Shall think themselves accurs’d they were not here,
And hold their manhoods cheap whiles any speaks
That fought with us upon Saint Crispin’s day!
Awake remembrance of our valiant dead,
And with your puissant arm renew their feats:
You are their heir, you sit upon their throne,
The blood and courage that renownéd them
Runs in your veins; and my thrice-puissant liege
Is in the very May-morn of his youth,
Ripe for exploits and mighty enterprises.
The sun is high.  Now, soldiers, march away:
And how thou pleasest, God, dispose the day!
The day is ours!
 
Praised be God, and not our strength for it.
For when without stratagem,
But in plain shock and even play of battle,
Was ever known so great and little loss
On one part and on th’other?
A castle stands hard by, they call it Agincourt;
Then call we this the field of Agincourt,
Fought on the day of Crispin Crispianus.
Do we now all holy rites:
Let there be sung ‘Non nobis’ and ‘Te Deum’;
The dead with charity enclos’d in clay.
And then to Calais; and to England then;
Where ne’er from France arriv’d more happy men.
 
 
 

Interlude: At the French Court
 

Duke of Burgundy
My duty to you both, on equal love
Great Kings of France and England!  That I have labour’d
With all my wits, my pains, and strong endeavours,
To bring your most imperial majesties
Unto this bar and royal interview,
Your mightiness on both parts best can witness.
Since then my office hath so far prevail’d
That face to face, and royal eye to eye,
You have congreeted, let it not disgrace me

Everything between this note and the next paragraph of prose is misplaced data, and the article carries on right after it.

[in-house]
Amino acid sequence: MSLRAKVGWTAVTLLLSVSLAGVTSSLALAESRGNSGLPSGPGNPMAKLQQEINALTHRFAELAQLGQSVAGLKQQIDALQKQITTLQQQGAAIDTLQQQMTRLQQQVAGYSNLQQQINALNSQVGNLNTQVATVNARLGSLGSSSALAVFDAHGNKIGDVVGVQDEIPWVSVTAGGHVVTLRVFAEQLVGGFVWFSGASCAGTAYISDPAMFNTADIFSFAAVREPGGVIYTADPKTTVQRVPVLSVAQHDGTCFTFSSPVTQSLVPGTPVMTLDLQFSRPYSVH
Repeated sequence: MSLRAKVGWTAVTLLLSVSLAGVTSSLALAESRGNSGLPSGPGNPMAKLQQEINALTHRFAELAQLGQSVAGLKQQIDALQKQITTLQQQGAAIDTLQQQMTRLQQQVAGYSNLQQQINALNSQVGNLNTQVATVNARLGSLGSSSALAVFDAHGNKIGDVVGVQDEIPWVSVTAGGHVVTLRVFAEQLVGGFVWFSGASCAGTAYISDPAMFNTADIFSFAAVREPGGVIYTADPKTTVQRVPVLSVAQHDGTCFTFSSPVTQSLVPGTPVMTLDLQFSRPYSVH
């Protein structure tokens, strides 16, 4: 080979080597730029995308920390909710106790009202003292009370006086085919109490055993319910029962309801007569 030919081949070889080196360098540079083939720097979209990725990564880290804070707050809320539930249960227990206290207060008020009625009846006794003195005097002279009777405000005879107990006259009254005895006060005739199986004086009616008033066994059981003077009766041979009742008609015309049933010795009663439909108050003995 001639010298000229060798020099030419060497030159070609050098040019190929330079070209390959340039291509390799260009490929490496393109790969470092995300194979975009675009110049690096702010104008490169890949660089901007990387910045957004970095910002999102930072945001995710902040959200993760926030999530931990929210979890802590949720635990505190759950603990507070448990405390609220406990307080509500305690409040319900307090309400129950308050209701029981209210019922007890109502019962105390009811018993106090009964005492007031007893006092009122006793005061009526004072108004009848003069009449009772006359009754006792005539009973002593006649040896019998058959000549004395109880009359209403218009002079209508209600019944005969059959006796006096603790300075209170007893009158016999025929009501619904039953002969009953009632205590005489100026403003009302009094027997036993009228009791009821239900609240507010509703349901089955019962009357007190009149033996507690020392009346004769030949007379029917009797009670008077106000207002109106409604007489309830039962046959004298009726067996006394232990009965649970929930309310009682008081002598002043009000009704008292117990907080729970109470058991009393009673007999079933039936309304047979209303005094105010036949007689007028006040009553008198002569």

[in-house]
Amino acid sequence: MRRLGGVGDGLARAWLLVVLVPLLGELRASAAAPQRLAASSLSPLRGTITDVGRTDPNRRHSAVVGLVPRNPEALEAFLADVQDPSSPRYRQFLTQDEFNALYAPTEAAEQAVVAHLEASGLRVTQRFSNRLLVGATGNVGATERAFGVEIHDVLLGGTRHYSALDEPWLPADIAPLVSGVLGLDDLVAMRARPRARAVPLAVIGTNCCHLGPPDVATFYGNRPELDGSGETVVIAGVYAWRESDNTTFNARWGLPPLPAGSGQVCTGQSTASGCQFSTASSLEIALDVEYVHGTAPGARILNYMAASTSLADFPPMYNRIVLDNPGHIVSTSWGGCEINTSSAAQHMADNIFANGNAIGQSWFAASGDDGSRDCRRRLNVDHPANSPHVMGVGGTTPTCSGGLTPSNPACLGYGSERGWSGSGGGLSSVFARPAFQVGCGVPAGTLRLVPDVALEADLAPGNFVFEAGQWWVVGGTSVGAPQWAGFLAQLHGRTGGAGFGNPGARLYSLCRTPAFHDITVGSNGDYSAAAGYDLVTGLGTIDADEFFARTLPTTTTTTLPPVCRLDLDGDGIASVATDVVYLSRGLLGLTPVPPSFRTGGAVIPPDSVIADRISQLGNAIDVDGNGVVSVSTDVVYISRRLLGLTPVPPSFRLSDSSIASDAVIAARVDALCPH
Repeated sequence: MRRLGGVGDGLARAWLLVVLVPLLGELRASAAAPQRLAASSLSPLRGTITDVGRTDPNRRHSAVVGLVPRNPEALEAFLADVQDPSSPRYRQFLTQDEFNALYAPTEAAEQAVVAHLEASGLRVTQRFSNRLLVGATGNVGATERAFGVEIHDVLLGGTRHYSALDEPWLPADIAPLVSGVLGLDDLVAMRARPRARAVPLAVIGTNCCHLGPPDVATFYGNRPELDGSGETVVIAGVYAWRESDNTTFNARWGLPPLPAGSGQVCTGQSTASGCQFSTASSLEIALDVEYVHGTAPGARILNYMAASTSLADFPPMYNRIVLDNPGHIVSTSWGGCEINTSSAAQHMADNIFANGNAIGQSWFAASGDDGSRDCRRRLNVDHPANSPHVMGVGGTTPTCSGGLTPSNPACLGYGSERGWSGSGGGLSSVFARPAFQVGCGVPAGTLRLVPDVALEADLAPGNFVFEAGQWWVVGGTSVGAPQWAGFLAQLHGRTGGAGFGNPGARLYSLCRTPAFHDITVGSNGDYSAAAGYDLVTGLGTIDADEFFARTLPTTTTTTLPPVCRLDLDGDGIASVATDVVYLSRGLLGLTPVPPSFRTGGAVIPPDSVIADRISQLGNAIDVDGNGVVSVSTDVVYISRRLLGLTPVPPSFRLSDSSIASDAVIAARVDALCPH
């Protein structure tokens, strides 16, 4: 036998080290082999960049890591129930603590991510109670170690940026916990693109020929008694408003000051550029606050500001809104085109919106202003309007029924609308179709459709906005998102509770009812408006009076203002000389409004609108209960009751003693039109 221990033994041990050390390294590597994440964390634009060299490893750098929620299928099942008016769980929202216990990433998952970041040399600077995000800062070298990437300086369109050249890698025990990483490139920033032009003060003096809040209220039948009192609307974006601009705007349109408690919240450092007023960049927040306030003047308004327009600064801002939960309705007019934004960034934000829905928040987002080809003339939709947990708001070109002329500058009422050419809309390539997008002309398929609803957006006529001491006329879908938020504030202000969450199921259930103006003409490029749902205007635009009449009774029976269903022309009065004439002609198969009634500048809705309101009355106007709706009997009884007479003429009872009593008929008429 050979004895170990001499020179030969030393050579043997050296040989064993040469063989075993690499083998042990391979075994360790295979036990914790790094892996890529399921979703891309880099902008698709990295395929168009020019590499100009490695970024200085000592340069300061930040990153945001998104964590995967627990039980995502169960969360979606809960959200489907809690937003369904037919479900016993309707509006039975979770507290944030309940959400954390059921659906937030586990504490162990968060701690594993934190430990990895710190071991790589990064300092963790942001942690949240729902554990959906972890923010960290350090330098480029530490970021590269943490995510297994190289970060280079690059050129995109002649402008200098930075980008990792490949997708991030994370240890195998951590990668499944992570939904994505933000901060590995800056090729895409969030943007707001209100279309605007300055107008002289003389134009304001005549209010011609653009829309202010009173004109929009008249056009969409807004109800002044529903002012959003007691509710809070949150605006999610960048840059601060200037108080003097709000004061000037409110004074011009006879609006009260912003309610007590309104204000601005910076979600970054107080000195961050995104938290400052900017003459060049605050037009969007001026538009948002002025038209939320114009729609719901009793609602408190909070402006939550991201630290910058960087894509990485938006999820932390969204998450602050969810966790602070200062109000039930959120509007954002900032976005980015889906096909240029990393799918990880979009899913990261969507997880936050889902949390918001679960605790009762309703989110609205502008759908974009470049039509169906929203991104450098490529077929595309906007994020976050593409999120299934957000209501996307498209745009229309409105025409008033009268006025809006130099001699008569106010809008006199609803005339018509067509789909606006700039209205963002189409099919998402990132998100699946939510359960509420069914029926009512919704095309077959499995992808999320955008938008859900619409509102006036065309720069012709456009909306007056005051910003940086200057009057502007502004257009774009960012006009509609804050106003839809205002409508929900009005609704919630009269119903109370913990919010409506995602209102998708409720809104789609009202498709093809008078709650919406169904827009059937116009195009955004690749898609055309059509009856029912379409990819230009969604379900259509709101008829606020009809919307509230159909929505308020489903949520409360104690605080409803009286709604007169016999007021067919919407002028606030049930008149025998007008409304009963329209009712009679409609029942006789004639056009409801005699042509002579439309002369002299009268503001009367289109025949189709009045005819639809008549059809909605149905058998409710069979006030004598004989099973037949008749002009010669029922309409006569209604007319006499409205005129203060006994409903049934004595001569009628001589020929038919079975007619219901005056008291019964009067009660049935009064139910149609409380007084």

If I demand before this royal view,
What rub or what impediment there is,
Why that the naked, poor, and mangled Peace,
Dear nurse of arts, plenties, and joyful births,
Should not in this best garden of the world,
Our fertile France, put up her lovely visage?
Alas! she hath from France too long been chas’d,
And all her husbandry doth lie on heaps,
Corrupting in its own fertility.
Her vine, the merry cheerer of the heart,
Unprunéd dies; her hedges even-pleach’d,
Like prisoners wildly overgrown with hair,
Put forth disorder’d twigs; her fallow leas
The darnel, hemlock and rank fumitory
Doth root upon, while that the coulter rusts
That should deracinate such savagery;
The even mead, that erst brought sweetly forth
The freckled cowslip, burnet and green clover,
Wanting the scythe, all uncorrected, rank,
Conceives by idleness, and nothing teems
But hateful docks, rough thistles, kecksies, burrs,
Losing both beauty and utility.
And as our vineyards, fallows, meads, and hedges,
Defective in their natures, grow to wildness,
Even so our houses and ourselves and children
Have lost, or do not learn for want of time,
The sciences that should become our country,
But grow like savages, as soldiers will
That nothing do but meditate on blood,
To swearing and stern looks, diffus’d attire,
And every thing that seems unnatural.
Which to reduce into our former favour
You are assembled; and my speech entreats
That I may know the let, why gentle Peace
Should not expel these inconveniences,
And bless us with her former qualities.
 
Earl of Westmoreland
The King of France hath granted every article:
His daughter first, and then in sequel all,
According to their firm proposed natures.
 
King of France . . . that the contending kingdoms
Of France and England, whose very shores look pale
With envy of each other’s happiness
May cease their hatred, and this dear conjunction
Plant neighbourhood and Christian-like accord
In their sweet bosoms, that never war advance
His bleeding sword ’twixt England and fair France.
 
 

Epilogue

 
Chorus
Thus far, with rough and all-unable pen,
Our bending author hath pursu’d the story;
In little room confining mighty men,
Mangling by starts the full course of their glory.
Small time, but in that small most greatly liv’d
This star of England:  Fortune made his sword,
By which the world’s best garden he achiev’d,
And of it left his son imperial lord.
Which oft our stage hath shown; and for their sake,
In your fair minds let this acceptance take.
 
Agincourt Song
Deo gratias Anglia
redde pro victoria.
Our King went forth to Normandy
With grace and might of chivalry.
There God for him wrought marv’lously,
Wherefore England may call and cry:
Deo gratias Anglia
redde pro victoria..